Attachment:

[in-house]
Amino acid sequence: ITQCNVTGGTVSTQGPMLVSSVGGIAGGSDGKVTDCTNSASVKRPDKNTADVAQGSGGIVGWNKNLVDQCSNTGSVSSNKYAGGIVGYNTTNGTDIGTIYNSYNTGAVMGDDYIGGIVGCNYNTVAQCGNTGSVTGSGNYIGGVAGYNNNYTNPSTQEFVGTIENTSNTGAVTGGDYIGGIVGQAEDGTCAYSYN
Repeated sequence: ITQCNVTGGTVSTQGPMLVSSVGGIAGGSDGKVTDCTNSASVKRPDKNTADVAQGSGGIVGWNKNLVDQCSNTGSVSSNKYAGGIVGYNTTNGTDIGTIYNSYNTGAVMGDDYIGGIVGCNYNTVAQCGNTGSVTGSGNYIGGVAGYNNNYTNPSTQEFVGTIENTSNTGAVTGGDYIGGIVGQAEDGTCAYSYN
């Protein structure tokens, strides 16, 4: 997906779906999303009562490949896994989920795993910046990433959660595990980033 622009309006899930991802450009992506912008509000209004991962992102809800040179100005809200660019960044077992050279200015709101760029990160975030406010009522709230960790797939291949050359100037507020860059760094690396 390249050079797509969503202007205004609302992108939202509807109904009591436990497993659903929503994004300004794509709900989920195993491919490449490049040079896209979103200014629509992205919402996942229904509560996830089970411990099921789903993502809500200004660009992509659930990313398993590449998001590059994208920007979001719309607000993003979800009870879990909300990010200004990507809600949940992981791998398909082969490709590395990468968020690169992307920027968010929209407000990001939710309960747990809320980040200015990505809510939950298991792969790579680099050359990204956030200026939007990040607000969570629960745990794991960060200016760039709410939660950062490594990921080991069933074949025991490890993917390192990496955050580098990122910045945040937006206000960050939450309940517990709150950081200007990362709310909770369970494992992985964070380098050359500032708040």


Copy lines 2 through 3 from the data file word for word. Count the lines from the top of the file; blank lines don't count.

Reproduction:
Amino acid sequence: ITQCNVTGGTVSTQGPMLVSSVGGIAGGSDGKVTDCTNSASVKRPDKNTADVAQGSGGIVGWNKNLVDQCSNTGSVSSNKYAGGIVGYNTTNGTDIGTIYNSYNTGAVMGDDYIGGIVGCNYNTVAQCGNTGSVTGSGNYIGGVAGYNNNYTNPSTQEFVGTIENTSNTGAVTGGDYIGGIVGQAEDGTCAYSYN
Repeated sequence: ITQCNVTGGTVSTQGPMLVSSVGGIAGGSDGKVTDCTNSASVKRPDKNTADVAQGSGGIVGWNKNLVDQCSNTGSVSSNKYAGGIVGYNTTNGTDIGTIYNSYNTGAVMGDDYIGGIVGCNYNTVAQCGNTGSVTGSGNYIGGVAGYNNNYTNPSTQEFVGTIENTSNTGAVTGGDYIGGIVGQAEDGTCAYSYN